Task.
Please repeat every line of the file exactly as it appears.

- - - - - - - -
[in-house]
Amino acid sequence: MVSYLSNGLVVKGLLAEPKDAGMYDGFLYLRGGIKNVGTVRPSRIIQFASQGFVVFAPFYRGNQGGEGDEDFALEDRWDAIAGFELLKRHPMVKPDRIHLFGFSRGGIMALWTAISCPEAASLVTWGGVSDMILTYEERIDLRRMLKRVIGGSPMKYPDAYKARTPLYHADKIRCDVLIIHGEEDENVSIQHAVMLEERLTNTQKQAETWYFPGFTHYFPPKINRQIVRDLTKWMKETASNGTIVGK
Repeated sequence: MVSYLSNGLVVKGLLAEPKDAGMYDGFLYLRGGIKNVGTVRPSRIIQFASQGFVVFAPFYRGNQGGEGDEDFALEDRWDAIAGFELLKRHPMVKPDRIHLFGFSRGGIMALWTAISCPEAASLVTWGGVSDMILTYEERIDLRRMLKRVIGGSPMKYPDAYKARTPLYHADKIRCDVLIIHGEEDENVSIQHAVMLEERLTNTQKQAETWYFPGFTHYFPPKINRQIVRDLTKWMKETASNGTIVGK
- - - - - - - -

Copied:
[in-house]
Amino acid sequence: MVSYLSNGLVVKGLLAEPKDAGMYDGFLYLRGGIKNVGTVRPSRIIQFASQGFVVFAPFYRGNQGGEGDEDFALEDRWDAIAGFELLKRHPMVKPDRIHLFGFSRGGIMALWTAISCPEAASLVTWGGVSDMILTYEERIDLRRMLKRVIGGSPMKYPDAYKARTPLYHADKIRCDVLIIHGEEDENVSIQHAVMLEERLTNTQKQAETWYFPGFTHYFPPKINRQIVRDLTKWMKETASNGTIVGK
Repeated sequence: MVSYLSNGLVVKGLLAEPKDAGMYDGFLYLRGGIKNVGTVRPSRIIQFASQGFVVFAPFYRGNQGGEGDEDFALEDRWDAIAGFELLKRHPMVKPDRIHLFGFSRGGIMALWTAISCPEAASLVTWGGVSDMILTYEERIDLRRMLKRVIGGSPMKYPDAYKARTPLYHADKIRCDVLIIHGEEDENVSIQHAVMLEERLTNTQKQAETWYFPGFTHYFPPKINRQIVRDLTKWMKETASNGTIVGK